Once a third-grade student himself, beginning to learn Spanish within his elementary school’s curriculum, Spanish and General Biology Major Zachary Zott now teaches Spanish to local third- and fourth-grade students through the U-M School of Education’s Ann Arbor Languages Partnership program (A2LP).

“I guess it has come full circle,” Zott remarked.  “I am teaching them the same alphabet song I learned 14-15 years ago.  It is amazing to think I was in their shoes at one point.”

Zott, an LSA senior, has studied Spanish nearly continuously since his elementary school days. Another lifelong interest he has been pursuing is the sport of baseball, which he began playing at age six.  “In terms of sports, baseball was my first love,” he noted.

Zott, who played left field for U-M’s baseball team during his freshman through junior years, emphasized the significant role that experience has played in his life. “Playing the sport here introduced me to people I’d never have met, places I’d never have gone,” he shared. “It was an incredible opportunity to play at that level.”

This year, with more flexibility in his schedule, Zott has sought out opportunities to use his Spanish skills to help others.  In addition to working with the A2LP program, he volunteers with Proyecto Avance: Latino Mentoring Association (PALMA). Through PALMA, Zott tutors a local middle-school student in a variety of academic subjects. “I get to give back to the community,” Zott noted.   “It is nice to be able to help and see improvement.  That is really rewarding.”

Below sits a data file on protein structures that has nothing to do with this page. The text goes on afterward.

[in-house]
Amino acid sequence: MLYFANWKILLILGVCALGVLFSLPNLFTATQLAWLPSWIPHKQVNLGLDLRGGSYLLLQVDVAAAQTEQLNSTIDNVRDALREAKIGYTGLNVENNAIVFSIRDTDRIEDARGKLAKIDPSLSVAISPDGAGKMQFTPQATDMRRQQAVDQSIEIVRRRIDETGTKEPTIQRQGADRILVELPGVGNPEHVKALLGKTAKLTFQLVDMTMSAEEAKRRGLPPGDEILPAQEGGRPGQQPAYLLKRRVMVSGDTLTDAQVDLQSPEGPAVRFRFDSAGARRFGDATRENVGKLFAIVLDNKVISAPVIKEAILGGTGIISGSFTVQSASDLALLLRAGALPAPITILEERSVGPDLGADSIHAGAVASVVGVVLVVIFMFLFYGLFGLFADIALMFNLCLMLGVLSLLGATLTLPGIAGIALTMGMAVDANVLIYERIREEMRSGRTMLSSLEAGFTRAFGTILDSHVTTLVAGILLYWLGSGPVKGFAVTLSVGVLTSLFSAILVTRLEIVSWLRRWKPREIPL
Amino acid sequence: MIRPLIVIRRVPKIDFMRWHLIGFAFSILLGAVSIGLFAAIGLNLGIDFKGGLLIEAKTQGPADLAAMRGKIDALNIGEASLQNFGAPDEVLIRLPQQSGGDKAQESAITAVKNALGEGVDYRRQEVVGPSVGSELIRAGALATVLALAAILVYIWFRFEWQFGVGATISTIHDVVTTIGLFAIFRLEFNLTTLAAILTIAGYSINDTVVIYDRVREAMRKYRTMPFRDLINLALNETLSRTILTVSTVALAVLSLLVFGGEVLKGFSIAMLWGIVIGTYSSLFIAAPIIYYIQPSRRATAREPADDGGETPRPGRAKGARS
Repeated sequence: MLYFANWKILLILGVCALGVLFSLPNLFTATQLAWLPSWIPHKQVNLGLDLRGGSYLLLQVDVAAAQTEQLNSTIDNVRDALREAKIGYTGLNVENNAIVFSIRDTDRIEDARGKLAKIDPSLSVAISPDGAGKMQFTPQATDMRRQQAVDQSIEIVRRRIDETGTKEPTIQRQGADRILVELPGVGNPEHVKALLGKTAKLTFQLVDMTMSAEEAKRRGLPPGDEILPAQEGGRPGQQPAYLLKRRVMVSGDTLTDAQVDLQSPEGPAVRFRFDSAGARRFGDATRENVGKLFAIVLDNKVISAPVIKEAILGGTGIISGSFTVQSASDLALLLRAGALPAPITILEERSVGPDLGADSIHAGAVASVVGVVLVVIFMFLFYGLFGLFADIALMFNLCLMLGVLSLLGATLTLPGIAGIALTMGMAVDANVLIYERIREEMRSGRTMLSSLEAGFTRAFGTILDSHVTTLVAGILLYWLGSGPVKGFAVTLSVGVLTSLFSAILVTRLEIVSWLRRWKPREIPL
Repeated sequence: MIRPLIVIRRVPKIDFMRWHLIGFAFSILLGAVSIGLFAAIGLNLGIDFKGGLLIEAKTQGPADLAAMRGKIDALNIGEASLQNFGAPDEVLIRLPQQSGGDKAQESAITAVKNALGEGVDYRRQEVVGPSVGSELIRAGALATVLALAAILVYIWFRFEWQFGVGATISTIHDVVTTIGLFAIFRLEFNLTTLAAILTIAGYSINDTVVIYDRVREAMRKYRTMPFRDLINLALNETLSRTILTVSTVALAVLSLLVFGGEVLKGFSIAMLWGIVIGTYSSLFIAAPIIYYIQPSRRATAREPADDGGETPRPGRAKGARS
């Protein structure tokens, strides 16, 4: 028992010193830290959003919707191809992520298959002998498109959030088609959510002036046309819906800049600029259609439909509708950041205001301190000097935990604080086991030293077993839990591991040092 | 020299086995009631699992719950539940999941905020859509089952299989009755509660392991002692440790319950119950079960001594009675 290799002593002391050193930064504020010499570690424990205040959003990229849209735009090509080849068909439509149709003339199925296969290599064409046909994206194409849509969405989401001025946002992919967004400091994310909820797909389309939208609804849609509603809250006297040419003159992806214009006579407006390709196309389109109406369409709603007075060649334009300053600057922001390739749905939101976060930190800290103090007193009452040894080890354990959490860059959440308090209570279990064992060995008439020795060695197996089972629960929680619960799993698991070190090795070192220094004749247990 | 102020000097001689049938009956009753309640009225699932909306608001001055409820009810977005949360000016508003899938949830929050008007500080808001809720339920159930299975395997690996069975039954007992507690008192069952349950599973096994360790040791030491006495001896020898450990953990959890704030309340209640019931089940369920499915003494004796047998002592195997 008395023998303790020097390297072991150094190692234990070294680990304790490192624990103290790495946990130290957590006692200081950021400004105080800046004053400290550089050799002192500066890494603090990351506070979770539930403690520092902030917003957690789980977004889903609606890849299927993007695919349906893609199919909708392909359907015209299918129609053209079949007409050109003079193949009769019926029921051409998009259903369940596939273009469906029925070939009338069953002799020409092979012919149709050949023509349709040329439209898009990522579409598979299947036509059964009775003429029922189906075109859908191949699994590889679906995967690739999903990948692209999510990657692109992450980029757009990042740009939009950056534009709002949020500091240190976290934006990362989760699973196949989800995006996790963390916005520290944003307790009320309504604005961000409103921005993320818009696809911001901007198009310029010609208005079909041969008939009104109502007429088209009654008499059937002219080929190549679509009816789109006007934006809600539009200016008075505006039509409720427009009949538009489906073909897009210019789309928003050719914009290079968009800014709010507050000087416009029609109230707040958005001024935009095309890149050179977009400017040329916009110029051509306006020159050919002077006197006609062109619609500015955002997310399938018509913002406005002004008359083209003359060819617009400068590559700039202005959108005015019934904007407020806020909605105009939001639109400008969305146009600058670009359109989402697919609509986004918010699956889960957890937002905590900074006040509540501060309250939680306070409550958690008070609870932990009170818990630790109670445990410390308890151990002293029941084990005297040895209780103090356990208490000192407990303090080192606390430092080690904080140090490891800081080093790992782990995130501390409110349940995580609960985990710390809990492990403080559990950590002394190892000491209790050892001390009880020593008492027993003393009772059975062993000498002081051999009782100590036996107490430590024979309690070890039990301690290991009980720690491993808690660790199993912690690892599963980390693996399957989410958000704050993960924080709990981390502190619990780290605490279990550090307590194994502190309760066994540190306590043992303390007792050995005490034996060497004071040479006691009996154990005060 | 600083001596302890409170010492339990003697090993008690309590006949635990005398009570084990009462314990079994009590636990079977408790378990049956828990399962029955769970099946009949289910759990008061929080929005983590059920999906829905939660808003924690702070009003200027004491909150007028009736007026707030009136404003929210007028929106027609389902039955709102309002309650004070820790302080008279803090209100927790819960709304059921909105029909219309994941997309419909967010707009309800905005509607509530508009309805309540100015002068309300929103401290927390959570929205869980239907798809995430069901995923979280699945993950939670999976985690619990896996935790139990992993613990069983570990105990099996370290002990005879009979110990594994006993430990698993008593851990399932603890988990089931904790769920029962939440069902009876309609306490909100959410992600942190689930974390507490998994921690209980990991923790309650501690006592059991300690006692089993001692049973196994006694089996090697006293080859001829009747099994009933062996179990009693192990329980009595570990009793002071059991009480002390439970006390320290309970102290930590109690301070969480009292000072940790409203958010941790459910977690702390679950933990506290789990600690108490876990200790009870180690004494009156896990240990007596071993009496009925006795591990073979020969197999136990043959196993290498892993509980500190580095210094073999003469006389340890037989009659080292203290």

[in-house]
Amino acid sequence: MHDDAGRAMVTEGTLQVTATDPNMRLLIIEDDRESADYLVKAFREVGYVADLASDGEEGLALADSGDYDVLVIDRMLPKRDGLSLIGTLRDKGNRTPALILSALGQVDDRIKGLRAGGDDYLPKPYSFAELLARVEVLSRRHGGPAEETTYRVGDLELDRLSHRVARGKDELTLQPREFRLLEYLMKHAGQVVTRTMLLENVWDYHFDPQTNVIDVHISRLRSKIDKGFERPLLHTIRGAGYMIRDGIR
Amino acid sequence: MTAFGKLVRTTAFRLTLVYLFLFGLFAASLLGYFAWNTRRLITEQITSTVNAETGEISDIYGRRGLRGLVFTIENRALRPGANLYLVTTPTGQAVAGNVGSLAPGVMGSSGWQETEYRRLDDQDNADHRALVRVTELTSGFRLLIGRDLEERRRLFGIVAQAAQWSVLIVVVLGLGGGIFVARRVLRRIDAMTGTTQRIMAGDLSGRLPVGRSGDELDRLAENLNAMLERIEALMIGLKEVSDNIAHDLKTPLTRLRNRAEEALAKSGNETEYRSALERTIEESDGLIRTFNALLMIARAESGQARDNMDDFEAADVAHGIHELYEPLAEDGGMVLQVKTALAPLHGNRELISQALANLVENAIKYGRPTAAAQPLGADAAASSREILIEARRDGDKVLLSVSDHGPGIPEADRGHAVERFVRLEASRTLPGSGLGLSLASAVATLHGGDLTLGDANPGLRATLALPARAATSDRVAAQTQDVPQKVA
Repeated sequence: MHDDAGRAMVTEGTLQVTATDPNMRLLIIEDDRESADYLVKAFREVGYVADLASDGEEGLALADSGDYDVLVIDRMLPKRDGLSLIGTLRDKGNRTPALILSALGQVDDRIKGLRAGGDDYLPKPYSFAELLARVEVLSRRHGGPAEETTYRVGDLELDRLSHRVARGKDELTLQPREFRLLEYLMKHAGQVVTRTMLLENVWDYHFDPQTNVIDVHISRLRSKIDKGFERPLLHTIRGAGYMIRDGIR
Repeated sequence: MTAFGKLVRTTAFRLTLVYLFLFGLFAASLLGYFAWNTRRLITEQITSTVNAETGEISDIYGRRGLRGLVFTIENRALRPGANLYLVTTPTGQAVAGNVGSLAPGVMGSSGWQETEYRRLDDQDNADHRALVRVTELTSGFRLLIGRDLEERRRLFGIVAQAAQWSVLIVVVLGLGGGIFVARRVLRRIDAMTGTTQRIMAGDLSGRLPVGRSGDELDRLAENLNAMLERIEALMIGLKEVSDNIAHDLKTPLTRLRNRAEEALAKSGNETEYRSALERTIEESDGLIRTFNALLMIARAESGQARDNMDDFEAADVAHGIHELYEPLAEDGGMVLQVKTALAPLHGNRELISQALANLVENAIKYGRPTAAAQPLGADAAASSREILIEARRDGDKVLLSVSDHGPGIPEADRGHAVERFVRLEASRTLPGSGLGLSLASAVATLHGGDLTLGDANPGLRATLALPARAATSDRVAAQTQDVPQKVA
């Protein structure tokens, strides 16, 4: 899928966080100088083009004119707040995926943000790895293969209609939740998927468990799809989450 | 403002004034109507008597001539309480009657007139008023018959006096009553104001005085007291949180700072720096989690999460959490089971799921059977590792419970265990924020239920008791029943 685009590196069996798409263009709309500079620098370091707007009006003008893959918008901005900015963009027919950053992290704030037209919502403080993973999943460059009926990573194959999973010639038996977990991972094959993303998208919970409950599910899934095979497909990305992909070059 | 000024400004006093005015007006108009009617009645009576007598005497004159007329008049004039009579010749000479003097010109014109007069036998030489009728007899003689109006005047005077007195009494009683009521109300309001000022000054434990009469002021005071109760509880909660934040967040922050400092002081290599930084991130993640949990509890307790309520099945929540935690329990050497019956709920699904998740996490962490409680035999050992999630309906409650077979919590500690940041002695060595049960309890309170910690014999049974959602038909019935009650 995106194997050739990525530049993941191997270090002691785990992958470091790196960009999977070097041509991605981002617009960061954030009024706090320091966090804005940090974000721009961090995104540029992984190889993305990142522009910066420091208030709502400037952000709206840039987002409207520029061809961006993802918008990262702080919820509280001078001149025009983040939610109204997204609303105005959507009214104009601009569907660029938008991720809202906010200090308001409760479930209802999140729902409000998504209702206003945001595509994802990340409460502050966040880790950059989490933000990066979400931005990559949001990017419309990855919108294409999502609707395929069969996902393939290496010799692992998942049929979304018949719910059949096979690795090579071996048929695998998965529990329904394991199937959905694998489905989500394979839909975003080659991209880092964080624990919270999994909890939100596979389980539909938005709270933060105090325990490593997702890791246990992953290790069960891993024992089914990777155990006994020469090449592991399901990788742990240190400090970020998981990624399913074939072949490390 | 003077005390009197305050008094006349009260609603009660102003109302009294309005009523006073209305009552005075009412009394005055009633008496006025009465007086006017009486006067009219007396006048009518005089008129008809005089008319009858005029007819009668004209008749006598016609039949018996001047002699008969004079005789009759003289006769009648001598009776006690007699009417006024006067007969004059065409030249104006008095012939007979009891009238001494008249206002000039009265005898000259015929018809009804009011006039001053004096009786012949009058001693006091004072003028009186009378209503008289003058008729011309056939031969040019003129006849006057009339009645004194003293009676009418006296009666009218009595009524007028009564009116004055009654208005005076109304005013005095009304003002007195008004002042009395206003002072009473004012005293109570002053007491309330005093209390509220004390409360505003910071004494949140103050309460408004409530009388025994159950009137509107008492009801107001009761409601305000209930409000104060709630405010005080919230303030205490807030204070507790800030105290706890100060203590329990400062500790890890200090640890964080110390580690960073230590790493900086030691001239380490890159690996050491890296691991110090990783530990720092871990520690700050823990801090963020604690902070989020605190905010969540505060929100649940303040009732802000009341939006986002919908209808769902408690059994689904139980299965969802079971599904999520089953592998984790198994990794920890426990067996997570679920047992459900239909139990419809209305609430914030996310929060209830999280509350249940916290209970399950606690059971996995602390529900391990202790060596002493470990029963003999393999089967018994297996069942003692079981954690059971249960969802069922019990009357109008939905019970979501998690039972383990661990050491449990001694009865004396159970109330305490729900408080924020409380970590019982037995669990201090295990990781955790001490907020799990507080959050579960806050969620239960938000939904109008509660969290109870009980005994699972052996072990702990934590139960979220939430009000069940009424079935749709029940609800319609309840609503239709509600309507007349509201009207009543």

A pre-med student, Zott is planning to join his interests in medicine, athletics, and Spanish in his future career.  “The dream is to become an orthopedic surgeon.  I want to focus on the athletic side, as I have that background,” he said.  

Zott said he was inspired by his mother, a neonatal intensive-care unit nurse, to pursue a career in medicine.   He currently job-shadows an orthopedic surgeon who works in the area of sports medicine, and he said this experience has affirmed his career decision.

He anticipates his background in Spanish to be extremely valuable when working with patients in the future. “By being able to speak the language, the quality of care you’re able to provide to a patient can only increase,” Zott remarked.  In addition, he hopes to attend medical school in an area with a large Spanish-speaking population.

He plans to spend one year between graduating from U-M and attending medical school living and working abroad.  He has applied to the Fulbright program to teach English in Spain in a school or business setting.  “I’m hoping that’s how I get to spend my year off,” he said.

Zott said he would encourage students considering majoring or minoring in Spanish to do so. “I think learning a language is really rewarding,” he remarked.  “I couldn’t be happier with my decision to delve into the Spanish world.  I love it.  It has taken my view on everything and just widened it.”